Written by Bruce Davidson on Wednesday 6 November 2013
Over the last six months there have been quite a few announcements of platforms selecting new back-office technology: Ascentric, Fidelity, Skandia and SJP have all made the news with stories of significant investments in new systems, and I suspect there are more to come.
Given all the noise we’ve made at Altus about the need for improved operational efficiency, it’s gratifying to see that platforms are taking this seriously and spending their hard-earned cash on industrialising the engine-room. But in one important respect the challenge is only just beginning.
Anyone who’s worked on system migration in the Financial Services industry will tell you it’s always a Cinderella cousin to the glamorous new technology project; scrubbing data and patching holes while new system features and proposition possibilities grab all the headlines. Despite its low profile, migration rarely goes smoothly and there’s no reason to believe this will change in the case of platforms. Many platforms looking to migrate are moving from bespoke systems developed over years, or were originally re-purposed from other functions. Understanding how they’ve been used and changed over the years is important if the migration is to avoid years of “adjusting” transactions suddenly appearing in clients’ online transaction histories, or failing at the final hurdle to reconcile with the market.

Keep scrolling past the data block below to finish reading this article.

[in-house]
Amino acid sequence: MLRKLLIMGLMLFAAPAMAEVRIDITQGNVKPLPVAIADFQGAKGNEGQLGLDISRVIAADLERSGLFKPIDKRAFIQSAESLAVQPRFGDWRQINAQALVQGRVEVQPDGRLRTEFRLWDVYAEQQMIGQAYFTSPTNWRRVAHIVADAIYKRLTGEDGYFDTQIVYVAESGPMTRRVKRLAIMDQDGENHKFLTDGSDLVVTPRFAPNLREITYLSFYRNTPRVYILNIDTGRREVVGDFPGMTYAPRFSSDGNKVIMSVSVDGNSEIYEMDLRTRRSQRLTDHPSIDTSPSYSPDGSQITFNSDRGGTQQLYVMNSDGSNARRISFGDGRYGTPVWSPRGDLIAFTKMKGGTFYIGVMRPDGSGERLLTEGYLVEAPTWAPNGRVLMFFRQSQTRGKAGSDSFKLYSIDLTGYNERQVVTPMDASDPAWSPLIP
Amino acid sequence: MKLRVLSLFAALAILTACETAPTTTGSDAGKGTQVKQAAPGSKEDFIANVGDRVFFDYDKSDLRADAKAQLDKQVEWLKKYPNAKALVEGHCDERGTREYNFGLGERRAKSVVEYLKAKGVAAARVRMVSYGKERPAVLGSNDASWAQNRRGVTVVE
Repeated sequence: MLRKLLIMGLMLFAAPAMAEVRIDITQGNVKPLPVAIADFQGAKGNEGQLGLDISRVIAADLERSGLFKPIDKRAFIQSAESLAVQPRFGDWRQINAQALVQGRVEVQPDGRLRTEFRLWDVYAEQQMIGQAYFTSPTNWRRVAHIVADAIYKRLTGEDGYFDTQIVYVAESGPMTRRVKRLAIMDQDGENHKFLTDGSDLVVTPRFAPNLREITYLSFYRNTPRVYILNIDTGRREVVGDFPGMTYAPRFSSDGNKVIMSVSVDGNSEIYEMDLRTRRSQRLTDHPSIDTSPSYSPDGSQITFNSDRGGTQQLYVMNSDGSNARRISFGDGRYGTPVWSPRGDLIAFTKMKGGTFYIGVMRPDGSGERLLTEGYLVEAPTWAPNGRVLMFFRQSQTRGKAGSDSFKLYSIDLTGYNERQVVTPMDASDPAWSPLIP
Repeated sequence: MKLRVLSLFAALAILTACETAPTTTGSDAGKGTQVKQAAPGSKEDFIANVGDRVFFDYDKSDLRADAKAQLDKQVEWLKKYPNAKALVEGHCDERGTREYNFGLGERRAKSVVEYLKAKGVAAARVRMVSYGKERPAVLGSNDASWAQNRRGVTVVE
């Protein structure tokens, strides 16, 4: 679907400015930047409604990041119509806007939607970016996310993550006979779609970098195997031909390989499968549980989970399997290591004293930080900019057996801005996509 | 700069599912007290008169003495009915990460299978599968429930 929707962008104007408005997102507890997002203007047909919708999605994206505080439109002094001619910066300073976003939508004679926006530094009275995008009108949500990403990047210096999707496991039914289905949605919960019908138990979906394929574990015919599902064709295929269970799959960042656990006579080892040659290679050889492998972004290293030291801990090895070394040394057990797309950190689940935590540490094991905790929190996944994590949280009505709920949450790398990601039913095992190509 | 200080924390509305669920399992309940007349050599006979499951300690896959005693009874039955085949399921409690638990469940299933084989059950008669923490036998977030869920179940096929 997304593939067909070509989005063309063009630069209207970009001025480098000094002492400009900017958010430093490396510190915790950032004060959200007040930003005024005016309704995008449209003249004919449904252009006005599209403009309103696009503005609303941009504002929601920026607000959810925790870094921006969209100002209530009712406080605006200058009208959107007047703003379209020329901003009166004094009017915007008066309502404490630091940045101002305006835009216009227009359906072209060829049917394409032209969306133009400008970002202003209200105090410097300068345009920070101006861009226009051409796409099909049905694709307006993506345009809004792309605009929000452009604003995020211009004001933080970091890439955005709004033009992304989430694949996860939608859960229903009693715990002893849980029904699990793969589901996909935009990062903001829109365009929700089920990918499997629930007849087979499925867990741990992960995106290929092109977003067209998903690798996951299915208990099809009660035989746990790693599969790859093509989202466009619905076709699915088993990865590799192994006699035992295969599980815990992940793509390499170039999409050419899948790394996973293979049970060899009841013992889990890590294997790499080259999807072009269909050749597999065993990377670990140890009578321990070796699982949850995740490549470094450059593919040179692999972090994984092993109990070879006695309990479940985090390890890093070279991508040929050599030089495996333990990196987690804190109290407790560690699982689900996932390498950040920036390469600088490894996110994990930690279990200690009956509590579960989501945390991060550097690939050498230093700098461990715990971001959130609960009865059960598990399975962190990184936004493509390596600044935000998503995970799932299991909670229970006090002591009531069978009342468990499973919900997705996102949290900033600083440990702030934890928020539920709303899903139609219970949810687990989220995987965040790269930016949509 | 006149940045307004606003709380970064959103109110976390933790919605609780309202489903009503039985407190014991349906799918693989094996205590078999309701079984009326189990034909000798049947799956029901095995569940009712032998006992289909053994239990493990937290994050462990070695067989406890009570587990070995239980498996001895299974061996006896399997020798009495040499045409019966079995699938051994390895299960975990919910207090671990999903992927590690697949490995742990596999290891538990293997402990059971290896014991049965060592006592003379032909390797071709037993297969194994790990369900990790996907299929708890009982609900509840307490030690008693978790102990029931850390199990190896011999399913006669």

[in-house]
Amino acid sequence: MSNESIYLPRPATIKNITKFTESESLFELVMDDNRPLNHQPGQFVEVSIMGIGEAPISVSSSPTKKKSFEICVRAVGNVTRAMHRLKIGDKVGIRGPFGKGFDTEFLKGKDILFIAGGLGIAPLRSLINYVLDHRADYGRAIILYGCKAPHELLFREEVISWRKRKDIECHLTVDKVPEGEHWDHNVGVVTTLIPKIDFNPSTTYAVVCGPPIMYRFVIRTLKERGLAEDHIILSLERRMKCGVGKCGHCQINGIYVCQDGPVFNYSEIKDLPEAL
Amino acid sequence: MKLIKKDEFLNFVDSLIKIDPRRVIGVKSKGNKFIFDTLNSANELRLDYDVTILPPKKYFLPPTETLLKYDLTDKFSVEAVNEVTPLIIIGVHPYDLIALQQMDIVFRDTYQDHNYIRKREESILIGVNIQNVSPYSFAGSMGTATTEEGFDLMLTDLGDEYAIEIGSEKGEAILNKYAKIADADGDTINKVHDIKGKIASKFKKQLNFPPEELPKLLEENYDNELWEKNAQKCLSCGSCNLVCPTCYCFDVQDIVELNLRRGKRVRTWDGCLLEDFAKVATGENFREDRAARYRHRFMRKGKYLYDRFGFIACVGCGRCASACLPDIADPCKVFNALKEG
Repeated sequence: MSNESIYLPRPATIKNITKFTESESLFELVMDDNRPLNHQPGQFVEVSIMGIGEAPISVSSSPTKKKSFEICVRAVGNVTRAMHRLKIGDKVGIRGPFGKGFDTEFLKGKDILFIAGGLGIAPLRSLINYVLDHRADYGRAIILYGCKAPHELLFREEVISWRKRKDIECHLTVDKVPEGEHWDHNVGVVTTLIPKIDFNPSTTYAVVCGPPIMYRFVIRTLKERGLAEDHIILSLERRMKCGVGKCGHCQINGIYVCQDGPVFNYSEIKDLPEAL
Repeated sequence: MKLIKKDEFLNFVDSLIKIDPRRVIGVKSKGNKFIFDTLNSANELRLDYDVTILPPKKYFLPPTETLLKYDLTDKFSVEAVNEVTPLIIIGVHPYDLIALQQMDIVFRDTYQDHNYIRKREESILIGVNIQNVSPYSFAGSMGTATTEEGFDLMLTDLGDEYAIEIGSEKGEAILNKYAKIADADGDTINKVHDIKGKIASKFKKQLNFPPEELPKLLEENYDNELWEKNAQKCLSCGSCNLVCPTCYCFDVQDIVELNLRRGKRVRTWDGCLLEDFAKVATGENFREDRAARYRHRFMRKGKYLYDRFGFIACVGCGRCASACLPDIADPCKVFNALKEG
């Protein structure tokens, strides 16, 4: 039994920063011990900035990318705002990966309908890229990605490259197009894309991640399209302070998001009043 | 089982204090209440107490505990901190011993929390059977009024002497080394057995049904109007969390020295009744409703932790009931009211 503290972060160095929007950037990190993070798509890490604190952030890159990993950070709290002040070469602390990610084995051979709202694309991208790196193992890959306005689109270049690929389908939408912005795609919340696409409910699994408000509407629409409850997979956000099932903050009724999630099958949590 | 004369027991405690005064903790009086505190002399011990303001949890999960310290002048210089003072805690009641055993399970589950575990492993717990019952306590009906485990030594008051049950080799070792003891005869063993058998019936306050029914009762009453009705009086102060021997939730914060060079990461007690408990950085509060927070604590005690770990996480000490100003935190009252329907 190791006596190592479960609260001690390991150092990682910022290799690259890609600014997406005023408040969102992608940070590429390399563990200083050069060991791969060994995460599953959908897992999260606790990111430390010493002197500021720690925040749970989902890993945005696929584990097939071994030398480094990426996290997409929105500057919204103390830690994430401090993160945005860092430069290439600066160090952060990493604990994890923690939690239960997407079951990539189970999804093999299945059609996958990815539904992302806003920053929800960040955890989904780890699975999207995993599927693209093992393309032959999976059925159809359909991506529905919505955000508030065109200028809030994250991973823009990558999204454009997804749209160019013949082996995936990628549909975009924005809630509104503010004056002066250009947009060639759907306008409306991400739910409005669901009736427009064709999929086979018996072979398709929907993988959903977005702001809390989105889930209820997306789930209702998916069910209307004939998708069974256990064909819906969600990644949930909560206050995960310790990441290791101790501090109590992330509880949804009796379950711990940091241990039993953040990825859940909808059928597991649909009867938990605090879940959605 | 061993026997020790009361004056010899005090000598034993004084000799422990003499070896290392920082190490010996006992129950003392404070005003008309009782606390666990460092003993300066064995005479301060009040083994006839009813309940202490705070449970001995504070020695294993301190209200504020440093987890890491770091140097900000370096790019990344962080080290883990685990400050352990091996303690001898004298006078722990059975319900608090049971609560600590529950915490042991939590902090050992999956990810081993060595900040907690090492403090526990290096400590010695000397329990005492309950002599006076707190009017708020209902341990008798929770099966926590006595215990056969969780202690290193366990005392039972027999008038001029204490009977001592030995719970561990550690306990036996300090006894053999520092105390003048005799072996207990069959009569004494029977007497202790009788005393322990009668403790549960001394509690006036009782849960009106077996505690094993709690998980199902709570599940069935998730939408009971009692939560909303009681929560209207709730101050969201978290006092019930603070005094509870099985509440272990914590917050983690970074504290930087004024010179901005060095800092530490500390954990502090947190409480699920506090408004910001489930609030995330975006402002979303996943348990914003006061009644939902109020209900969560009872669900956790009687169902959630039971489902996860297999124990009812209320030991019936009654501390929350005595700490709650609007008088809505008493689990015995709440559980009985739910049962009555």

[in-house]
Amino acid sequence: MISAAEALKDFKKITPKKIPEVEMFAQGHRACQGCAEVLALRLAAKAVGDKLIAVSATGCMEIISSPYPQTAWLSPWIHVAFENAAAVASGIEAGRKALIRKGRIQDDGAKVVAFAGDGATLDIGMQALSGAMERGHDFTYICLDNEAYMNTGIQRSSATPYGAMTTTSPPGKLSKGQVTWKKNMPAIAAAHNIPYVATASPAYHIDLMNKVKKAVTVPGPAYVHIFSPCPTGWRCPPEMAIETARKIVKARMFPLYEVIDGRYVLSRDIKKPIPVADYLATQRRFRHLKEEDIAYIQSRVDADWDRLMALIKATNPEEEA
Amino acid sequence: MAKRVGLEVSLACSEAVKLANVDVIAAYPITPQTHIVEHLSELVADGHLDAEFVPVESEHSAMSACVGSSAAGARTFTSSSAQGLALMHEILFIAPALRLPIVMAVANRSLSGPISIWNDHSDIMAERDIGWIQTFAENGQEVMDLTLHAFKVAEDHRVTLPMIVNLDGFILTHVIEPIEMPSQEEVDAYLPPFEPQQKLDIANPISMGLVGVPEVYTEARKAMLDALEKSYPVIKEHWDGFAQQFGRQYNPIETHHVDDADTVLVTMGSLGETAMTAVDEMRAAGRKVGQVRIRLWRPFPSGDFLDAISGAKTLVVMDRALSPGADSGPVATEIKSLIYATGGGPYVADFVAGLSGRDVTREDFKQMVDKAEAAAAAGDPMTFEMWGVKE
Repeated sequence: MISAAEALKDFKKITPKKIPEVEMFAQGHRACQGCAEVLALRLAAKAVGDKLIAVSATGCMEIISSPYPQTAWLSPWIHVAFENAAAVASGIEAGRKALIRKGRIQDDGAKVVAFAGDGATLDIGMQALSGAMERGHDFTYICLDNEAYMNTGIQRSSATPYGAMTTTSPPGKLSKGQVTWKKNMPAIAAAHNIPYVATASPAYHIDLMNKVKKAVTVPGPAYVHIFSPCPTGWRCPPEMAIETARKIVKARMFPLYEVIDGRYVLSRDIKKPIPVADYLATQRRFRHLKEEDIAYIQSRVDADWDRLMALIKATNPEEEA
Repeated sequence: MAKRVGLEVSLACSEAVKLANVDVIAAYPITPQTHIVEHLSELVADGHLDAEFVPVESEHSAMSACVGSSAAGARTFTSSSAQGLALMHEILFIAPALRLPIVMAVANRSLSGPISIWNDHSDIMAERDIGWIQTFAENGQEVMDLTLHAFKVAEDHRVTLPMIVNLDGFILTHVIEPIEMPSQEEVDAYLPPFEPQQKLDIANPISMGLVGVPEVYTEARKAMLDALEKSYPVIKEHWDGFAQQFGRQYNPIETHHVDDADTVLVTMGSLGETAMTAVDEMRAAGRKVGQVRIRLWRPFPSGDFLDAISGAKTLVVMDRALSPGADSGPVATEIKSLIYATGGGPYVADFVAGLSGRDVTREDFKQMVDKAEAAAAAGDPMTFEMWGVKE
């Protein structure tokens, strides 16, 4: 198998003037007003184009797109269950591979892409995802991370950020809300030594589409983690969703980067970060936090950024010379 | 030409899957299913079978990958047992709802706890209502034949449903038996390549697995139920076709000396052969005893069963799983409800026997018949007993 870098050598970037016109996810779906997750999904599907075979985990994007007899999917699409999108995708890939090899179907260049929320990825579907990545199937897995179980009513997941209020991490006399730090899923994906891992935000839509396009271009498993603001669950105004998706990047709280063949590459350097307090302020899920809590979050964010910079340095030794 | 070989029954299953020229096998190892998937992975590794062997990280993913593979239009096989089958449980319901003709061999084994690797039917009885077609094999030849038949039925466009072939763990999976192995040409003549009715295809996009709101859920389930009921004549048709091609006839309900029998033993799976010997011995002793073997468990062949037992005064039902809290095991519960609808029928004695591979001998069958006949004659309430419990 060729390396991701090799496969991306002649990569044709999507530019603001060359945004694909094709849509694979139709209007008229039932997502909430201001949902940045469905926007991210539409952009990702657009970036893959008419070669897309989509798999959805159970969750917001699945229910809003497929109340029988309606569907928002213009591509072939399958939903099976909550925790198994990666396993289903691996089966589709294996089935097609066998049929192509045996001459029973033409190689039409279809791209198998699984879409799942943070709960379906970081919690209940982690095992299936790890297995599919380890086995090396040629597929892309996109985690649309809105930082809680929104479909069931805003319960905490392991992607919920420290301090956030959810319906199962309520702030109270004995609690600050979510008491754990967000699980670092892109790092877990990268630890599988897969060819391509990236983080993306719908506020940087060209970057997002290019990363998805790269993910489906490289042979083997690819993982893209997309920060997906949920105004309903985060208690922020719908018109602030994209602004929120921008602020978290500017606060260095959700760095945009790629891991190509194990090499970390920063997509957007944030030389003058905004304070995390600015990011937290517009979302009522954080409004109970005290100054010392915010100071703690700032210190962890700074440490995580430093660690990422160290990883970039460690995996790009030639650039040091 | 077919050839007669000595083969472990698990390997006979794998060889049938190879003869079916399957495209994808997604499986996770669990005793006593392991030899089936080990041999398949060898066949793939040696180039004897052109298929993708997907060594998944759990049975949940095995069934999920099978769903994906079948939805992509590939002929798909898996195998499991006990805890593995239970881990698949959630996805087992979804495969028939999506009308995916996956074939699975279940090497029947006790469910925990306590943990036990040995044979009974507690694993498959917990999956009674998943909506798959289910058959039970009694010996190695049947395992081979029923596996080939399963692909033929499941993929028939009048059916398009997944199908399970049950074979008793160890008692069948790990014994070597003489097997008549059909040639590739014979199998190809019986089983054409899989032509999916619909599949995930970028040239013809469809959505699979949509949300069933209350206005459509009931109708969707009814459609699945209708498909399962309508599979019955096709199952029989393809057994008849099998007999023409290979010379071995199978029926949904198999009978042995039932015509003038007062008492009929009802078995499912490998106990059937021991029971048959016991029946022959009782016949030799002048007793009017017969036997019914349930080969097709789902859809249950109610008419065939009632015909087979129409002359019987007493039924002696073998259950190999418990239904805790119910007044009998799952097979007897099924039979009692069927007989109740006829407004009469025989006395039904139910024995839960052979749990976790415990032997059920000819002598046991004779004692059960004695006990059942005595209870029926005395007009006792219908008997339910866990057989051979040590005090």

The industry doesn’t have a great success rate with migrations, even where the systems are primarily internal and the challenges largely technical. For platforms, which are always operating “in public” to the market and their customers, the challenge extends well beyond the realm of technology. So before platform IT Heads reach for a Gartner report on ETL tools, here are a few business issues to consider.
Platforms are designed to aggregate assets for multiple clients; the quest for more efficient operations has led to assets and cash being held in fewer accounts, spanning business streams and products. That’s great for daily operation but not so good for a typical phased migration approach. Splitting a pool of assets and reconciling them across both old and new systems is possible but brave. One of the first steps in a platform migration therefore has to be to get a good picture of the current nominee and bank account structures and compare this to any desired phasing by different business lines. Depending on the results, the next step may well be to accept that migration will need to occur in the outside world as well as the database, or to accept that Big Bang is the only option!
Another issue for platforms is timing the migration; finding a window of downtime to do the cutover – and potentially back it out if required. Platform terms and conditions typically allow clients to trade whenever the markets are open and CASS effectively requires a platform of any scale to run cash reconciliations daily. Couple that with the ability of clients to view their holdings online whenever they choose and it’s clear that this presents quite a bigger challenge than might be expected.
And what about in-flight transactions? Daily priced funds are one thing but what about monthly priced property funds, corporate action elections, or partially settled equity trades? The final migration must cope with an unknowable set of in flight transactions, placing heavy emphasis on a thorough understanding of market processes and dynamics when designing the migration tests, long before the actual migration date.
In short, there’s plenty to think about long before you look at the mechanics of how to move the data.
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